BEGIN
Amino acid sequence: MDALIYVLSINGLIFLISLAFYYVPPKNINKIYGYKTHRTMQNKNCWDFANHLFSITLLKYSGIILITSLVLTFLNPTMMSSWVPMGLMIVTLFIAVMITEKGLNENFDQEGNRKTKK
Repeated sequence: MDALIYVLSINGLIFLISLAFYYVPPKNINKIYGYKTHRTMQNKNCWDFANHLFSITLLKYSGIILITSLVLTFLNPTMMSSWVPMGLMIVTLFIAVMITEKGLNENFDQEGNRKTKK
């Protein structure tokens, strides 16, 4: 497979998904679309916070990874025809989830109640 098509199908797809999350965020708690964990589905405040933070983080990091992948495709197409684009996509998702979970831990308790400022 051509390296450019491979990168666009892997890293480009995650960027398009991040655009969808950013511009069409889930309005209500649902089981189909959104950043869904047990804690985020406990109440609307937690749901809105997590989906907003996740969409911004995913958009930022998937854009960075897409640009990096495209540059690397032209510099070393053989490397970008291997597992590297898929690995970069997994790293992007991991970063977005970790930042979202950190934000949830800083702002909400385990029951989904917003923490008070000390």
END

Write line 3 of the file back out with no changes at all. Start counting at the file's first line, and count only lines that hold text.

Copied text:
């Protein structure tokens, strides 16, 4: 497979998904679309916070990874025809989830109640 098509199908797809999350965020708690964990589905405040933070983080990091992948495709197409684009996509998702979970831990308790400022 051509390296450019491979990168666009892997890293480009995650960027398009991040655009969808950013511009069409889930309005209500649902089981189909959104950043869904047990804690985020406990109440609307937690749901809105997590989906907003996740969409911004995913958009930022998937854009960075897409640009990096495209540059690397032209510099070393053989490397970008291997597992590297898929690995970069997994790293992007991991970063977005970790930042979202950190934000949830800083702002909400385990029951989904917003923490008070000390």